Trail running is really obstacle-course running, a seemingly endless romp over rocks and roots. On a really technical trail, the terrain can be twisted, the hills relentless and the footing dicey. You have to choose your line and make split-second decisions about how to maneuver your body.
This article offers tips to help newly muddied trail runners and crossover road runners to improve technique. You won’t transform from stumblebum to trail dancer overnight, but you can become a more efficient runner and reduce your chances of injury.
Video: Trail Running Techniques
Not surprisingly, cross training helps make you a better runner. Trail work is important, but too much of a good thing can lead to overuse injuries. Replace some of those runs with the activities below to boost strength, endurance, balance and flexibility.
Resistance training: Whether it’s weight work or old-school staples like push-ups, sit-ups, crunches and planks, anything that strengthens your core is a plus on the trail, where balance is key. Strength exercises also help improve endurance.
Once you decide on the right mix of exercises, you need to do them at least a couple times a week to be effective. And vary your exercises occasionally, because your body adapts to repetitive tasks and gets diminishing value from the same exercise over time.
Yoga: Its primary benefit is improved balance, but yoga also improves your flexibility and body awareness. Start by signing up for a weekly class, then work with your instructor to tailor your sessions and practices for trail running.
Stretching: Hill work, switchbacks and sudden adjustments in stride to ensure a solid landing spot all require excellent flexibility. Thus it’s worth extending the amount of time you currently stretch, and to add some additional stretches to your routine.
It's important, too, for you to stretch after your body is already warmed up. Stretching while your muscles are cold can lead to injury.
Overall Trail-Running Tips
Eyes Front, Please
Gawking at scenery and staring at your feet are two temptations to resist. Instead, you want to keep your eyes down and scan the trail 10 to 15 feet in front of you for obstacles.
Shorten Your Stride
Shortening your stride can make you more agile and able to react quickly to obstacles. You’ll also be able to lengthen a single stride when needed—to avoid landing on a rock or muddy patch, for example. (If you’re already taking long strides, you forfeit the amount of “emergency” extension you have available.)
Keep Your Shoulders Straight
Hunched shoulders put stress on your back and rob your lungs of inflation space. They are also a sign you’re too tense, so take a moment to relax them. Then hold your shoulders straight, align them with your back and lean your whole body slightly forward as you run.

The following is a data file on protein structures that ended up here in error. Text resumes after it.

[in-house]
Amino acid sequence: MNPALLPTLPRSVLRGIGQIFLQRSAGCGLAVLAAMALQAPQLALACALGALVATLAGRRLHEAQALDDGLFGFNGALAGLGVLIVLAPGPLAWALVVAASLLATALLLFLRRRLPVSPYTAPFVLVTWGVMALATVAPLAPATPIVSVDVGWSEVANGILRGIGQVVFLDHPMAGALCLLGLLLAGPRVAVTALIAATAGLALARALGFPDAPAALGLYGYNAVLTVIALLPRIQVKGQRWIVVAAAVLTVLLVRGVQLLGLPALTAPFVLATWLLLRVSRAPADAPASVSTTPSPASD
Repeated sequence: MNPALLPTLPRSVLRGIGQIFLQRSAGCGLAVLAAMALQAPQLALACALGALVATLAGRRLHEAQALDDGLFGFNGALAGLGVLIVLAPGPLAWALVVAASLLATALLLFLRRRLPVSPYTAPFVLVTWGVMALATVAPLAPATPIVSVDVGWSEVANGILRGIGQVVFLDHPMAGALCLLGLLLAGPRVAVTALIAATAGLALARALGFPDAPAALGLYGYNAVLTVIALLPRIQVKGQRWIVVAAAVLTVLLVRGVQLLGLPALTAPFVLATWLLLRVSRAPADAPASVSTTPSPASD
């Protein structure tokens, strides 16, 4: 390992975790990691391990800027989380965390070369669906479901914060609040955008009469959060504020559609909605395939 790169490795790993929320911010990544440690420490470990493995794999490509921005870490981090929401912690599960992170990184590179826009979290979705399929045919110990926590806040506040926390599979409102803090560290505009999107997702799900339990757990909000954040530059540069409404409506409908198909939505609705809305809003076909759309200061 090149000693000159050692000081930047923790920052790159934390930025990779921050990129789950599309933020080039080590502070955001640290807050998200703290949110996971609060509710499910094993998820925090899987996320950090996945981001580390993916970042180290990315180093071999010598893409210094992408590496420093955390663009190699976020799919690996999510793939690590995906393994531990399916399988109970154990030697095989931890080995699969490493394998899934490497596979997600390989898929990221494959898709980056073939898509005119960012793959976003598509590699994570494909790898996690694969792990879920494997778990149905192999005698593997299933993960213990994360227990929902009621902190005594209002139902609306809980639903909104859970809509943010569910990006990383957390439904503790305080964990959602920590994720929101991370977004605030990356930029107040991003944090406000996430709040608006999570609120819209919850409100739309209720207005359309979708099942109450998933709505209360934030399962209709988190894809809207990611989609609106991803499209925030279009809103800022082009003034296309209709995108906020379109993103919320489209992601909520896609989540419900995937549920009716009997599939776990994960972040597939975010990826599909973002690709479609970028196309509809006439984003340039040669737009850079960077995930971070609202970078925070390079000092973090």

Whenever you run, check your running posture periodically. Are you hunched over? Straighten up. Are your shoulders caving forward? Roll them back.
Hone Your Arm Swing
Keep your hands in relaxed fists. Orient your arms so they are perpendicular to your torso, rather than pumping diagonally across it. Your fist should lightly graze the side of your running shorts on each swing.
Having an efficient swing motion helps you build forward and upward momentum through your entire torso, rather than relying solely on your legs.
Downhill Trail-Running Tips
Wing Out Your Elbows
Charging down a steep, rocky trail is a balancing act. Wing out your elbows to improve your control, just as a tightrope walker might hold arms out for balance.
Land on Your Midfoot
The argument in favor of a midfoot strike is twofold: maximizing balance and minimizing injury.
Much like in skiing, staying over your center of gravity, rather than behind it, helps you maintain balance and control your speed on descents. If you’re landing on your toes or heels, you’re less likely to stay over your center of gravity.
In addition, if you’re a new trail runner, it takes time to develop precision in your stride. If you’re a forefoot or a rearfoot striker, a misstep can lead to a rolled ankle and/or a tumble. Aiming for the midfoot simply gives you a greater margin for error.
Note that pain and injury can also result from changing to a different foot strike. So pay careful attention to how your body feels and go slowly with any stride changes.
Uphill Trail-Running Tips
Shorten Your Stride Even More
Bounding up a hill isn’t sustainable. When you’re climbing steep hills, short, quick strides will be easier on your cardio system. They’ll also help you avoid strains to your Achilles’ tendons, hamstrings, calves and glutes.
Switch to Speed Hiking
On sustained hills, speed hiking is often more efficient than trying to keep up a running cadence. This is especially true on a longer run or race, where preserving your endurance is key. With practice, you can maintain almost the same pace with a much lower energy output.
Find a Running Class or Club at REI
You can also get technique help from trail-running classes and clubs: